Imagine that we are analyzing an individual item of work labeled “Hand Texture 2nd Floor Walls and Ceilings.” For the sake of this example, also assume this work was represented as an individual activity in the project schedule for which an individual budget item exists in the original detailed estimate. Consequently, the Job Cost Report will contain a cost code for the purpose of collecting and reporting the actual cost of this work.

In order to calculate the EAC, use the steps identified below:

Step 1: Determine the BCWP. This will require analysis of the work completed to date (e.g., all walls have been textured but all ceiling texture work remains to be done), and will require an analysis of the original detailed estimate and budget information. Generally, use the labor hours/dollar and unit cost data relative to both the completed and remaining units to determine the BCWP. As a consequence of this analysis, the BCWP for the work completed to date is $58,500.

Step 2: Determine the ACWP. This will require analysis of the most current job cost report and, given that there are no reporting delays, these records reflect that the actual cost for the work completed to date is $66,750.

Step 3: Determine operating efficiency. You can now determine that you are currently operating at about 88% efficiency (BCWP / ACWP).

Step 4: Determine the ETC. This is calculated by subtracting the BCWP ($58,500) from the BAC ($139,000), leaving a remaining budget of $80,500. Divide this value ($80,500) by the present rate of efficiency (88%). In formula, it is written as (BAC – BCWP) / (BCWP /ACWP), or ($139,000 – $58,500) / ($58,500 / $66,750), or ($80,500 / .88), for an ETC value of $91,477.

Step 5: Determine the EAC. This is calculated by adding the cost-to-date (ACWP) of $66,750 to the ETC of $91,477, for an EAC of $158,227. This figure represents that, in consideration of the current rate of efficiency (88%) and the assumption that the efficiency rate will not change for the remaining work, there will be a $19,227 overrun on this element of the work (BAC – EAC).

Contrasting our hypothetical figures to the results of Methods A and B, we see why Method C is the preferred approach. Using Method A is of little value since the end result will always represent a project as being on budget and finishing within the parameters of the original planned cost.  [ETC = [1 – (ACWP / BAC)] x BAC, and then (ETC + ACWP = EAC)].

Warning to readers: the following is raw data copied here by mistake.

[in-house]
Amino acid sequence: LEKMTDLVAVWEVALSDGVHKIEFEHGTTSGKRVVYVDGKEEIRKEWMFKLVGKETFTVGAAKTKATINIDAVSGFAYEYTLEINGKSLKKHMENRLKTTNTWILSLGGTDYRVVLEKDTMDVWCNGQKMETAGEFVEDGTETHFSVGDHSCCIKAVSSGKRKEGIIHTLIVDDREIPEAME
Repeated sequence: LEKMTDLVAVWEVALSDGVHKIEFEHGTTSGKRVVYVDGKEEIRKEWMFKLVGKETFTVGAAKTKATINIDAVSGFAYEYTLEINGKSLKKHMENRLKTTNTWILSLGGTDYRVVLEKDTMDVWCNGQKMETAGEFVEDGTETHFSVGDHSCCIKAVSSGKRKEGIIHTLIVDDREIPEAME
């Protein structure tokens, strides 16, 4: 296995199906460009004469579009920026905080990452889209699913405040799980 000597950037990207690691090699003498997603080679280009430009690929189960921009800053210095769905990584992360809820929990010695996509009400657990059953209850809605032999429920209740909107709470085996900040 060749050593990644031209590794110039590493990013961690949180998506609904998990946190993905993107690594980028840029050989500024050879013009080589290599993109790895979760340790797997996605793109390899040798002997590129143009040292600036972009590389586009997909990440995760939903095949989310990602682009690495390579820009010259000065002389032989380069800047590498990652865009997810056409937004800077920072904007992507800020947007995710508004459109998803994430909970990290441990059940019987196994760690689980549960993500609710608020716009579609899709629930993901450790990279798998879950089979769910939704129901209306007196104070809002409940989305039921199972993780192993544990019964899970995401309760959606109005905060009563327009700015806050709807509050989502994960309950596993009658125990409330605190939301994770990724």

Method B is also flawed since, according to the payment application, this work appears to be 65% complete.  However, according to the job cost report, only 48% of the budget has been expended. This gives the appearance of operating at a high rate of efficiency. In fact, these figures would suggest an efficiency rate of approximately 26% more than the planned efficiency rate [(65% x BAC) – ACWP] / (65% x BAC). Placing too much faith in these figures would also suggest an estimated cost savings of $36,140 (26% x $139,000) for this element of the work. While this information may be appealing, blindly adopting such calculations may have disastrous consequences.

It is essential that the development of an ETC and EAC be accomplished in consideration of all available information regarding the original budgeted costs, the schedule, the work completed to date, the planned and actual costs of the work completed to date, and the work remaining to be completed.  The analysis must include sufficiently detailed estimates, budget data and timely reporting of the actual cost of the work. Without careful consideration of these factors, contractors will be unable to accurately predict whether a job is in a profit or loss position until it is completed.  Finally, without an accurate EAC, it will be impossible to identify specific problem areas in a timely manner and take the appropriate action to mitigate cost overruns.

For valuable advice and assistance with setting up a reliable EAC development system, contact the professionals in the Construction Claims Services division of PinnacleOne at 800-229-9050.